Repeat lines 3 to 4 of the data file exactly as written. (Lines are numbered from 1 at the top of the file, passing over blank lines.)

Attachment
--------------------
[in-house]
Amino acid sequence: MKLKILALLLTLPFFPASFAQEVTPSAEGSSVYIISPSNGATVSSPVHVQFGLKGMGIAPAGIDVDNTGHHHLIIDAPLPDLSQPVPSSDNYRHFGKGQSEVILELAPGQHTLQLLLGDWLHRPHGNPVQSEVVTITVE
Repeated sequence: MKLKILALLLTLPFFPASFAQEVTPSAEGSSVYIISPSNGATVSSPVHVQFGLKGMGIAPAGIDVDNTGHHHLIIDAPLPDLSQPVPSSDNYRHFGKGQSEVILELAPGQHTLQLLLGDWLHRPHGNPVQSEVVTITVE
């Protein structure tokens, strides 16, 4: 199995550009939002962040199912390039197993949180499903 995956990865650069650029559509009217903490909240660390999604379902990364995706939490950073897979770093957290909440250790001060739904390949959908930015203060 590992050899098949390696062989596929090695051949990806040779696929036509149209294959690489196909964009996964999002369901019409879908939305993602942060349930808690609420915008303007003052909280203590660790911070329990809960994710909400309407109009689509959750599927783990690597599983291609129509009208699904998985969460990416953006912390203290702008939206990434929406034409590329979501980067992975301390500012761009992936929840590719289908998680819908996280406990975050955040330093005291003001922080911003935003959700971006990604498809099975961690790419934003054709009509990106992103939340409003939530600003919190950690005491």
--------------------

Repeated sequence: MKLKILALLLTLPFFPASFAQEVTPSAEGSSVYIISPSNGATVSSPVHVQFGLKGMGIAPAGIDVDNTGHHHLIIDAPLPDLSQPVPSSDNYRHFGKGQSEVILELAPGQHTLQLLLGDWLHRPHGNPVQSEVVTITVE
């Protein structure tokens, strides 16, 4: 199995550009939002962040199912390039197993949180499903 995956990865650069650029559509009217903490909240660390999604379902990364995706939490950073897979770093957290909440250790001060739904390949959908930015203060 590992050899098949390696062989596929090695051949990806040779696929036509149209294959690489196909964009996964999002369901019409879908939305993602942060349930808690609420915008303007003052909280203590660790911070329990809960994710909400309407109009689509959750599927783990690597599983291609129509009208699904998985969460990416953006912390203290702008939206990434929406034409590329979501980067992975301390500012761009992936929840590719289908998680819908996280406990975050955040330093005291003001922080911003935003959700971006990604498809099975961690790419934003054709009509990106992103939340409003939530600003919190950690005491």